Thirty years into the battle against HIV, medical researchers still haven’t discovered a cure or a vaccine. But the Food and Drug Administration’s recent approval of a new use for the antiretroviral drug Truvada marked a quiet breakthrough that could bring them closer to that goal.
Clinical trials, including some that took place at the Boston HIV research center Fenway Institute, have shown that Truvada, which is primarily prescribed to suppress the virus in people who have HIV, can significantly reduce the likelihood of new infections in HIV-negative people. The FDA’s approval clears the way for doctors to prescribe Truvada to those who are at high risk, such as young gay men, black women, and HIV-negative people in relationships with HIV-positive partners. The latter group may prove to be the most common users of the drug; while these couples shouldn’t stop practicing safe sex, because Truvada does not eliminate the risk, the existence of an additional form of protection should set their minds at greater ease.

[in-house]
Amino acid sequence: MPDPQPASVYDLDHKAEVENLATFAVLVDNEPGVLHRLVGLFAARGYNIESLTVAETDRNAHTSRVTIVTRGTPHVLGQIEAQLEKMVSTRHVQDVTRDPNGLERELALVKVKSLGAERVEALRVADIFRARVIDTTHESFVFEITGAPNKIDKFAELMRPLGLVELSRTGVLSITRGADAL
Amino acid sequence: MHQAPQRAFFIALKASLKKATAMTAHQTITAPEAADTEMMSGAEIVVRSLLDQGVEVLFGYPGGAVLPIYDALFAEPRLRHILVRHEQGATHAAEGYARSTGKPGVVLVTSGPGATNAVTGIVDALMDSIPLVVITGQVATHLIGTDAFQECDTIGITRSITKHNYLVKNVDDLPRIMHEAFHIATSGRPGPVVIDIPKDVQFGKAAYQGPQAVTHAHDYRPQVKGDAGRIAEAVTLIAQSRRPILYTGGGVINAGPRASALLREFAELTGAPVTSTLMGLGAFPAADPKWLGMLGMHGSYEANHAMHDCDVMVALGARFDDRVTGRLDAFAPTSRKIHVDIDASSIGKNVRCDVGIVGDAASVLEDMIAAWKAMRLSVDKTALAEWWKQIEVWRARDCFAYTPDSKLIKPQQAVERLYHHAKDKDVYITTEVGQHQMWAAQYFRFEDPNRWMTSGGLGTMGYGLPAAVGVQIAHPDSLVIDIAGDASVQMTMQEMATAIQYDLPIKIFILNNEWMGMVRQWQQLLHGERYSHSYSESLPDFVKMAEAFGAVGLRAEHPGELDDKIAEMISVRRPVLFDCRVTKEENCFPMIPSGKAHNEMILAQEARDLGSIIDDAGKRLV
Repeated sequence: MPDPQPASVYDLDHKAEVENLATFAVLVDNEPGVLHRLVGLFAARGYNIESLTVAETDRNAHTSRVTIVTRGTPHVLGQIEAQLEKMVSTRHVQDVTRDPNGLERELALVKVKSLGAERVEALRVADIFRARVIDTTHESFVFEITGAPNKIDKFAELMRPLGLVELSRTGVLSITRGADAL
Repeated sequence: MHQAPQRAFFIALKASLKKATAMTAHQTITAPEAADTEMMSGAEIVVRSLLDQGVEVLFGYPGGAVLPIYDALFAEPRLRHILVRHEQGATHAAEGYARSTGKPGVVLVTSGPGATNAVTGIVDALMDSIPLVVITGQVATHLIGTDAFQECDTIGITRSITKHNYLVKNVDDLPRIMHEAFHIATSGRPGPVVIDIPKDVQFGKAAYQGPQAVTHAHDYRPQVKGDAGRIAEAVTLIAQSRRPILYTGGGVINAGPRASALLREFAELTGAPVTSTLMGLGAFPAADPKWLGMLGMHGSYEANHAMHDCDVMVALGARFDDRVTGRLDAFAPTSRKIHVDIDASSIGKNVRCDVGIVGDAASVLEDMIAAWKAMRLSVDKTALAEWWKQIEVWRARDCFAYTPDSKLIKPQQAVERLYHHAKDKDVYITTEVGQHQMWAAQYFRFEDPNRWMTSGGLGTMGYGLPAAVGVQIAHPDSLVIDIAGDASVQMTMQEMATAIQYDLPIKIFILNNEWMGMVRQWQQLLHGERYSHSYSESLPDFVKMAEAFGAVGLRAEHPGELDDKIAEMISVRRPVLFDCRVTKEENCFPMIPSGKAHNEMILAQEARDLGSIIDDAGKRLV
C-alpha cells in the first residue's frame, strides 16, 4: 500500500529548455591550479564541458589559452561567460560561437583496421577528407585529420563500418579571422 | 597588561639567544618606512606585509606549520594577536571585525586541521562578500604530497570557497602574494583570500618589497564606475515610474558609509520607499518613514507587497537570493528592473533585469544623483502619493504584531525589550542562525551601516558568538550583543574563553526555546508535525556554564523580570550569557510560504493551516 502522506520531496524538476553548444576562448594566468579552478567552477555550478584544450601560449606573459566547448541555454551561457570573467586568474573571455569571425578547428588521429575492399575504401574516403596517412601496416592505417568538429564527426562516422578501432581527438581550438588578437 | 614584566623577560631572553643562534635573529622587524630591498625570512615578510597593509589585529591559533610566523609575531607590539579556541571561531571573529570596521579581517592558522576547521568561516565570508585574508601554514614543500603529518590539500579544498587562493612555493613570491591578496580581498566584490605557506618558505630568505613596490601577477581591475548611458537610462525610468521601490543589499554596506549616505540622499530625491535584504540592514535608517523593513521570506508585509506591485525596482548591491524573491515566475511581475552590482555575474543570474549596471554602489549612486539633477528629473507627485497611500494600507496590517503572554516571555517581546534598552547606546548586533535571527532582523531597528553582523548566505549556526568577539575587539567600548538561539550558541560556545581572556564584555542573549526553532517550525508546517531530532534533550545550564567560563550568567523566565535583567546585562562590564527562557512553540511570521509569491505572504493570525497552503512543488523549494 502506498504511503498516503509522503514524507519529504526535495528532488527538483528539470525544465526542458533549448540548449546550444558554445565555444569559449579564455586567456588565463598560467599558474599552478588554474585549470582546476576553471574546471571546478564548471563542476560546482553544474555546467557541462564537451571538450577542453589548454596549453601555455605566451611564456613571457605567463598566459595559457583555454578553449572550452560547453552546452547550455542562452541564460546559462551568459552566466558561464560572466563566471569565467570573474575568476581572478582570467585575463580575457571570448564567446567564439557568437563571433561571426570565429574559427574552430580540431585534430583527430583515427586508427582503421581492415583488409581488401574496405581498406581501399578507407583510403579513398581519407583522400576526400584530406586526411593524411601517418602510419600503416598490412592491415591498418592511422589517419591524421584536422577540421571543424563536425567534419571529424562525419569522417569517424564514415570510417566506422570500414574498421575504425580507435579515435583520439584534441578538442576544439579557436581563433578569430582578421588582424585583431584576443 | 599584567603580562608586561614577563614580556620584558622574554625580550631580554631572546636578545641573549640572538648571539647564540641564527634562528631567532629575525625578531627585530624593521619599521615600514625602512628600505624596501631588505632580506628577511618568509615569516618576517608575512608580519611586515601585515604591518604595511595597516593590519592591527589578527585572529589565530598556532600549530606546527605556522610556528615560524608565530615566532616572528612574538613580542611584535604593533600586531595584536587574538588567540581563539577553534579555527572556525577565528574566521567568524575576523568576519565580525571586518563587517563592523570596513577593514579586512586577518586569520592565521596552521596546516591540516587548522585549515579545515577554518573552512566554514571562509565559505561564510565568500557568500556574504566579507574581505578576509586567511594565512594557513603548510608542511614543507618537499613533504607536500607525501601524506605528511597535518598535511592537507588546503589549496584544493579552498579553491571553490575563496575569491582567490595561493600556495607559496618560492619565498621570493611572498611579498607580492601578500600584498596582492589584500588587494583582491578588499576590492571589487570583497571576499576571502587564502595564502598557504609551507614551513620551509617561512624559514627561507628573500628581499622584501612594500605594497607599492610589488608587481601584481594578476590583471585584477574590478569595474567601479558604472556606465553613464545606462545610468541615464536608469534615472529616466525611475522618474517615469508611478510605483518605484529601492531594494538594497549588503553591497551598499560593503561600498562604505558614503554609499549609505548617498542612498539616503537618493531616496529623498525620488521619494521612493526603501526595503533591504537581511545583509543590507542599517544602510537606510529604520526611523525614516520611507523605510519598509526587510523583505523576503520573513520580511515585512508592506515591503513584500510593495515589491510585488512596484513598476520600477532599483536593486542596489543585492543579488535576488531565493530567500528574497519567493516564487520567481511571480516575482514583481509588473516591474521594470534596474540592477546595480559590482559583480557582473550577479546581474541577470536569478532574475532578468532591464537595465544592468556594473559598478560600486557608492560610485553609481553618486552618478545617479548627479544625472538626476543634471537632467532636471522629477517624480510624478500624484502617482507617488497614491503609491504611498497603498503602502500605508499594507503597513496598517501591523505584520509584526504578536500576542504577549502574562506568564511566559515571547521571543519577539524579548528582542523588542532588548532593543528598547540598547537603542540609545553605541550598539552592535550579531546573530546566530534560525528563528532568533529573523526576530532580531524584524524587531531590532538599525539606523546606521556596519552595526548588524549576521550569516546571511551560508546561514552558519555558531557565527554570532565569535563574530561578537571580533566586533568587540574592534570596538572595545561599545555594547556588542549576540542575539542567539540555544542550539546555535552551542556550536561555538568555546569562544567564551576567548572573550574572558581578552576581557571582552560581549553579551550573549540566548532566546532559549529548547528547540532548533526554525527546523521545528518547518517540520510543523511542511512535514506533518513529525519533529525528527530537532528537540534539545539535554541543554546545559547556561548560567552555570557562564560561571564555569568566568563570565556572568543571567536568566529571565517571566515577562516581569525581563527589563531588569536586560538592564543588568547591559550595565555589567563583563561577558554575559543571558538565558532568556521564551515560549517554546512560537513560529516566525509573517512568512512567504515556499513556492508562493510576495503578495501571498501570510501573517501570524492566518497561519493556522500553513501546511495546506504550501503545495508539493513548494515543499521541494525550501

As treatments and prevention methods have advanced, the greatest challenge to curbing HIV-transmission rates has been social, not medical. Infection rates grow when people who don’t know they’re infected continue to engage in risky practices, and when those who know they’re infected lack the money to seek treatment or the social stability to take medications consistently. The pill’s success at lowering HIV transmission rates will depend on the medical community’s ability to use it in the face of these persistent social problems.
Here in Massachusetts, Harvard Pilgrim Health Care has agreed to cover Truvada as a preventive medication for about $25 per month for patients. The state’s other insurance providers should follow suit. Doctors must also be prepared to recommend the drug, but also to stress that it has side effects and should still be paired with other preventative measures. The overall effects of Truvada will most resemble that of a cure only if those who take it understand it isn’t one.